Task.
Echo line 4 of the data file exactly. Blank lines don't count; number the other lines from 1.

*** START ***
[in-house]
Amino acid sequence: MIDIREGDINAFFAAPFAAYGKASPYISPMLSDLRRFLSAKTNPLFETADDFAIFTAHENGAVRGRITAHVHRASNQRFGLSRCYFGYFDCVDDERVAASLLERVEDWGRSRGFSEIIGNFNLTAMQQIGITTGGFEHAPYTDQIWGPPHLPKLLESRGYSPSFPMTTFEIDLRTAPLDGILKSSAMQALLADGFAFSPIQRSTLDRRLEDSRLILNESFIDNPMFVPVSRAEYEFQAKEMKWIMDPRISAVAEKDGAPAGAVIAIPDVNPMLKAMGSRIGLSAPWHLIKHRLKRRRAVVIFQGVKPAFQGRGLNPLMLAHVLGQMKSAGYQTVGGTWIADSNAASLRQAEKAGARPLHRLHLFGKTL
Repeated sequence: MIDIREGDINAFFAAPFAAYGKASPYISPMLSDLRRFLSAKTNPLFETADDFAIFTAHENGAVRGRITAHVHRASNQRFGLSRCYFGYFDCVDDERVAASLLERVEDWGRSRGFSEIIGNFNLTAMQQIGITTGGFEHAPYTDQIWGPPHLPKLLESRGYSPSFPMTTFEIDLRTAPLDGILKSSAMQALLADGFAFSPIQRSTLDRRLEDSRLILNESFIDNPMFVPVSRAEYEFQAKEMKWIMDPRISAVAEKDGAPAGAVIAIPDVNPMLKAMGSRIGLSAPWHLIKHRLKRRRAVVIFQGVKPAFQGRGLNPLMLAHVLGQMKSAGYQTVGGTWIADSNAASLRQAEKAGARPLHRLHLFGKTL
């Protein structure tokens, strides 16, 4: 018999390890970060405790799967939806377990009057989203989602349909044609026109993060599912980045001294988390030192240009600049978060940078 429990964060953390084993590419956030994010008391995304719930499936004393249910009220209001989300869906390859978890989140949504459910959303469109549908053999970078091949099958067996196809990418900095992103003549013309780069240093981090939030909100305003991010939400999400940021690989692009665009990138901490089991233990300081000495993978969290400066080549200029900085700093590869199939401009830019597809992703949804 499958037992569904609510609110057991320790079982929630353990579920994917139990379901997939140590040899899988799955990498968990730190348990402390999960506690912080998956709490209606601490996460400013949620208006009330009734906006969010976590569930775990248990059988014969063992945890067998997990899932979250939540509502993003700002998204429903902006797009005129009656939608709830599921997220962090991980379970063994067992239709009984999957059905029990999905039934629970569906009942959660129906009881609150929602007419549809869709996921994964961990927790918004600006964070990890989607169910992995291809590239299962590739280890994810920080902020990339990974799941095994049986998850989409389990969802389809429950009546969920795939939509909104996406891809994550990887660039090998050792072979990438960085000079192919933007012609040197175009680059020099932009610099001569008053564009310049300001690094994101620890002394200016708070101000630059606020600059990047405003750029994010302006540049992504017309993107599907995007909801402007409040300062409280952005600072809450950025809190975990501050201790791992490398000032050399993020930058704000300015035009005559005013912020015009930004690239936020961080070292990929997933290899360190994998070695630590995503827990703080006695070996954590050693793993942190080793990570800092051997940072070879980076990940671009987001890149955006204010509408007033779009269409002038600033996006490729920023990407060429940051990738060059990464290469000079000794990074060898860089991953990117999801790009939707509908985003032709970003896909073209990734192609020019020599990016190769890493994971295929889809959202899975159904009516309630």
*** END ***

């Protein structure tokens, strides 16, 4: 018999390890970060405790799967939806377990009057989203989602349909044609026109993060599912980045001294988390030192240009600049978060940078 429990964060953390084993590419956030994010008391995304719930499936004393249910009220209001989300869906390859978890989140949504459910959303469109549908053999970078091949099958067996196809990418900095992103003549013309780069240093981090939030909100305003991010939400999400940021690989692009665009990138901490089991233990300081000495993978969290400066080549200029900085700093590869199939401009830019597809992703949804 499958037992569904609510609110057991320790079982929630353990579920994917139990379901997939140590040899899988799955990498968990730190348990402390999960506690912080998956709490209606601490996460400013949620208006009330009734906006969010976590569930775990248990059988014969063992945890067998997990899932979250939540509502993003700002998204429903902006797009005129009656939608709830599921997220962090991980379970063994067992239709009984999957059905029990999905039934629970569906009942959660129906009881609150929602007419549809869709996921994964961990927790918004600006964070990890989607169910992995291809590239299962590739280890994810920080902020990339990974799941095994049986998850989409389990969802389809429950009546969920795939939509909104996406891809994550990887660039090998050792072979990438960085000079192919933007012609040197175009680059020099932009610099001569008053564009310049300001690094994101620890002394200016708070101000630059606020600059990047405003750029994010302006540049992504017309993107599907995007909801402007409040300062409280952005600072809450950025809190975990501050201790791992490398000032050399993020930058704000300015035009005559005013912020015009930004690239936020961080070292990929997933290899360190994998070695630590995503827990703080006695070996954590050693793993942190080793990570800092051997940072070879980076990940671009987001890149955006204010509408007033779009269409002038600033996006490729920023990407060429940051990738060059990464290469000079000794990074060898860089991953990117999801790009939707509908985003032709970003896909073209990734192609020019020599990016190769890493994971295929889809959202899975159904009516309630």